It comes as no surprise that we all have to eat. Breakfast, lunch, and dinner. And the, of course, obligatory tea time snack or pastry.
I grew up on a farm in the Sundays River Valley where my father has been a citrus farmer for many years. We did not have the luxury of coffee shops and posh restaurants, and pastries and cakes and the odd savoury treat was something underwhelming that the farmer’s wives baked for the home industry. Yes, it was delicious, but not so attractive and perceived as an art as I started to realise the first time I traveled to Europe.
But I don’t degrade the culinary experience of my youth as an incipit necessity. I knew that food needed to be tasty. My exposure to other food, was the invitation for a braai (BBQ for those who are not familiar with the Saffa lingo), and the sweet desserts of the church fairs. And sometimes, when we went to the big city, we visited some of the well-known franchise restaurants where it was more important to get a big plate of food rather than an impressive piece of art handed to you on a plate.
My mom played a major role in the love I developed for patisserie. I can’t think of one birthday party where she did not bake my birthday cake. Every time that she created a birthday masterpiece, my farm friend and I were in the kitchen, not only waiting for something sweet but also helping…making sure that there is a “flop” for us to eat!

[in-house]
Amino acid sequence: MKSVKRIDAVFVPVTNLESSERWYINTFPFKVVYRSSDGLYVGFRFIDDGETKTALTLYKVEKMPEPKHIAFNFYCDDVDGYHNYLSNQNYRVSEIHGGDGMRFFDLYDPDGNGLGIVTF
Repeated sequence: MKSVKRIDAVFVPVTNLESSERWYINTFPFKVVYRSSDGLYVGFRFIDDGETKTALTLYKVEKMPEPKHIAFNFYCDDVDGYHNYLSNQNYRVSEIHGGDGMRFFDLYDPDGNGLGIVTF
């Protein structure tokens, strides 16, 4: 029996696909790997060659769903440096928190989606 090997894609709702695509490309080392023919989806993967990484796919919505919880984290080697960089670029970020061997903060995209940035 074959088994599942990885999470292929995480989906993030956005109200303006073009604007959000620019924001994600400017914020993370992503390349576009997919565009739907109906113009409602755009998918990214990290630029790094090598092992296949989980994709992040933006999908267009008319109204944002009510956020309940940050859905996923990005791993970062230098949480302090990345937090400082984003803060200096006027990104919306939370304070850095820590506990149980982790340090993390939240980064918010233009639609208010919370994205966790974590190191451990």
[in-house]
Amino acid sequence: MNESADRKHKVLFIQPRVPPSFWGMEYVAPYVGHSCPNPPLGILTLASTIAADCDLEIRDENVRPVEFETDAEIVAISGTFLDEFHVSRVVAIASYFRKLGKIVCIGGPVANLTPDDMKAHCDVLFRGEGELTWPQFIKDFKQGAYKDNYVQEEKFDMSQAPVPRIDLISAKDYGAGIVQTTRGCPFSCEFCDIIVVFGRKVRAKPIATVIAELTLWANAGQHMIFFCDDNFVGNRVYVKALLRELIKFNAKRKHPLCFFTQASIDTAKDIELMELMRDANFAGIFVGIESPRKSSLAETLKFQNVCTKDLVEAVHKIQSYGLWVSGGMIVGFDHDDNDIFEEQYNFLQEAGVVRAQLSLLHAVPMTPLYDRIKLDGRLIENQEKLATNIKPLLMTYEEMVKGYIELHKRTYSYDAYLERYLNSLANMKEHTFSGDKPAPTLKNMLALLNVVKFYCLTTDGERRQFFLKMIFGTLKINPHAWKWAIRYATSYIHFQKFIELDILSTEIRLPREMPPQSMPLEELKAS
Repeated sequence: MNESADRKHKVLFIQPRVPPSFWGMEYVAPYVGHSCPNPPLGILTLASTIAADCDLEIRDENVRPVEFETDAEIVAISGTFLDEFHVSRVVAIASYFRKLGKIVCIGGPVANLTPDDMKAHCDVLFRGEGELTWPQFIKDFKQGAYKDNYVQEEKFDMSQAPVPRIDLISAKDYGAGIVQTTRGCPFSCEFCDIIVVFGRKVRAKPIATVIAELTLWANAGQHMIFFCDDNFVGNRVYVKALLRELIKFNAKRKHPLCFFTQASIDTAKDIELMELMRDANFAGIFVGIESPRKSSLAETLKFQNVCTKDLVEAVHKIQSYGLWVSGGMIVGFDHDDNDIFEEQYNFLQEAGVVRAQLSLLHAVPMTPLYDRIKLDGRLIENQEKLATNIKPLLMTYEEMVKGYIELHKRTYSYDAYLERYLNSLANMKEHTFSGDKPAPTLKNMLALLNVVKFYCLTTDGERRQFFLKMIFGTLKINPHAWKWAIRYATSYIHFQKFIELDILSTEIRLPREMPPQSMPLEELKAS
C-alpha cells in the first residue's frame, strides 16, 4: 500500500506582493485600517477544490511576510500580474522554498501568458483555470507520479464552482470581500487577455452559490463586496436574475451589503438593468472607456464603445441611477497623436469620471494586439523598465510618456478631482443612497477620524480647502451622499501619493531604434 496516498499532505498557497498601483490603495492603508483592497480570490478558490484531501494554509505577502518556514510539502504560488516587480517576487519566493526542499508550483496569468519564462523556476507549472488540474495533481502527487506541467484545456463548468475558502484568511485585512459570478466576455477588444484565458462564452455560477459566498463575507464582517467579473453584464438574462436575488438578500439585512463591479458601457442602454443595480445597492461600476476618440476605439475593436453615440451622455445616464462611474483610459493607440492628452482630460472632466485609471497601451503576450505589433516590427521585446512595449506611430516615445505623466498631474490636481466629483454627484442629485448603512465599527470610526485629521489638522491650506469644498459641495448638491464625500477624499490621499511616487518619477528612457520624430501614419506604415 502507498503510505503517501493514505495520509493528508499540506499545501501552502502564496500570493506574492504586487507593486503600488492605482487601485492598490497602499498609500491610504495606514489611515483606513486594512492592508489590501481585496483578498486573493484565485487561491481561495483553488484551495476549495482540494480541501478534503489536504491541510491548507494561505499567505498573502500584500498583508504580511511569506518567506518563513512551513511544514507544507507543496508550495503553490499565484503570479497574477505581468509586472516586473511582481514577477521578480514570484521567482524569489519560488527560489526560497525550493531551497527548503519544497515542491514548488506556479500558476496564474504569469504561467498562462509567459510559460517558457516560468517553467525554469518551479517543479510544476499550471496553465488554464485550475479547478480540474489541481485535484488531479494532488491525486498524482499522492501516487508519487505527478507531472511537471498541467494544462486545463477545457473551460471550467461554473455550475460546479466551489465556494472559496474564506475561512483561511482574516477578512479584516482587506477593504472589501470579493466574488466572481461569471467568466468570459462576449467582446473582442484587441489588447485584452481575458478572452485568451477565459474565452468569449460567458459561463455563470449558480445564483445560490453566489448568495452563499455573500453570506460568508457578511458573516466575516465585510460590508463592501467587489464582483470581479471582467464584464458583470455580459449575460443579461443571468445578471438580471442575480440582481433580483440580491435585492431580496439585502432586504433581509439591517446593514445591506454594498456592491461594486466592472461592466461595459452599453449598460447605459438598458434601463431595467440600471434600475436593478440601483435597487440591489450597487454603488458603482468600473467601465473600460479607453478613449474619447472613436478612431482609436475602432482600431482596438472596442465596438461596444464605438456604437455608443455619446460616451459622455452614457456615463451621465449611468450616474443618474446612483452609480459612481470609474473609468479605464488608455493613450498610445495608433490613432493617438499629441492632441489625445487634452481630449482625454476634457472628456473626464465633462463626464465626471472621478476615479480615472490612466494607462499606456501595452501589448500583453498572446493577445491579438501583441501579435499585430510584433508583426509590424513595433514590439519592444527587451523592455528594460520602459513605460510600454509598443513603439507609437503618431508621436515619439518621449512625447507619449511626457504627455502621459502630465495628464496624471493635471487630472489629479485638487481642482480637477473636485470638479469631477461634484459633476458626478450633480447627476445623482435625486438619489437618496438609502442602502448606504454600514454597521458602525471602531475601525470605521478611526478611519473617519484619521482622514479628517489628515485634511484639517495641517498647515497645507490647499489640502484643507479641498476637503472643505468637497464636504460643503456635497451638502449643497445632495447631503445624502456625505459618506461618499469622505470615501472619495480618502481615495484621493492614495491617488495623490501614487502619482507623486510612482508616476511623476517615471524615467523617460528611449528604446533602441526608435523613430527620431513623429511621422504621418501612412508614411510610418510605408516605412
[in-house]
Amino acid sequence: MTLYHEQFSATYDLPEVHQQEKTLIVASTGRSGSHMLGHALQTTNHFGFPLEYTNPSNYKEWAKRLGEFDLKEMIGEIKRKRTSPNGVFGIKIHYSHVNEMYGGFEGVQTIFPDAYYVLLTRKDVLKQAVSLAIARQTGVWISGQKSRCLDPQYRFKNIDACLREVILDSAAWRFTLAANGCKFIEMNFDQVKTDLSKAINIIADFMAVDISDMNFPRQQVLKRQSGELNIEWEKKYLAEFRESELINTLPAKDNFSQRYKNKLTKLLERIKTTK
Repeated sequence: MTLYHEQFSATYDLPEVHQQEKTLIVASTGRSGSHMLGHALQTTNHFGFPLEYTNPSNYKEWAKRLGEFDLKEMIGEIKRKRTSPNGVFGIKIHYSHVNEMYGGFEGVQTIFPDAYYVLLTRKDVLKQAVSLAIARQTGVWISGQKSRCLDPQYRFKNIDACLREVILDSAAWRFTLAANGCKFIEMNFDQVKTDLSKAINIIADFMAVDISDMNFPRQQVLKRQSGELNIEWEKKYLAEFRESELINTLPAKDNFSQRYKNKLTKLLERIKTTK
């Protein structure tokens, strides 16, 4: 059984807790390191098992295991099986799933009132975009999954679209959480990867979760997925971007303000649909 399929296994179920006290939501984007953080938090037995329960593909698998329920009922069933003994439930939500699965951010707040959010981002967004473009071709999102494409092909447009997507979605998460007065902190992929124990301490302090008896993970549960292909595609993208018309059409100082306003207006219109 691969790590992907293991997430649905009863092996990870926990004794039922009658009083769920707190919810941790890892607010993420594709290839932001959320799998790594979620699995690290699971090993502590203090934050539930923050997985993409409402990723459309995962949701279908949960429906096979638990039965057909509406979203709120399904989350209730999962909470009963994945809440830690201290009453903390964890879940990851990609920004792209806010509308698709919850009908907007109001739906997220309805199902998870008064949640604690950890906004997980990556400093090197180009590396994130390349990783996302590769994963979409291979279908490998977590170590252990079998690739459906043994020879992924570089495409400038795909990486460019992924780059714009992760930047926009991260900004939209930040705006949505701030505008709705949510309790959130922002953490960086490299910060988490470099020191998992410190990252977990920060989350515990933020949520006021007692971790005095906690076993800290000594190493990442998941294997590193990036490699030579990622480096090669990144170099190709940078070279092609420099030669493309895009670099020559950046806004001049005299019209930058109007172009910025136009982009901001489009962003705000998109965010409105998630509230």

After a detour in the IT and marketing field, the food gods led me on an unknown path of the hospitality industry where I soon became involved with food. It was an in and out situation as the industry can be very ruthless in South Africa. On a good day a few years ago, I found my two feet back on the farm where I started to manage our family farms. Long story short, my other passion, music, was realised in a little chapel that I and my partner built on the farm, and soon we had requests of couples also to have their receptions on the estate. Soon afterward, the first bricks were laid of what today is Belle Vue Function & Reception hall. Academy.
The thrill and adrenalin of a commercial kitchen was the perfect balance of the 9 – 5 of farming. But my frustration soon became apparent to be in the food game and relative in the industry and to up my game. At the ripe age of 36, I decided to become a student again and furthered my culinary studies at the doyen of culinary art in South Africa, Chef Francois Ferreira, at the Francois Ferreira
It was no easy road to juggle all the balls and to keep them in the air to complete my studies but with the inspiration of Chef Francois, I am now a qualified chef in culinary art and patisserie. After qualifying, I was employed as a part-time lecturer at the Francois Ferreira Academy.
Yes, as I’ve said in the beginning, we have to eat. But being something so basic as a human need surely needs some sprucing up with new recipes, reinventions, and new ways.
This is my journey, and I am glad that you are part of it and taking the time for me to share what I learn along this exquisite road.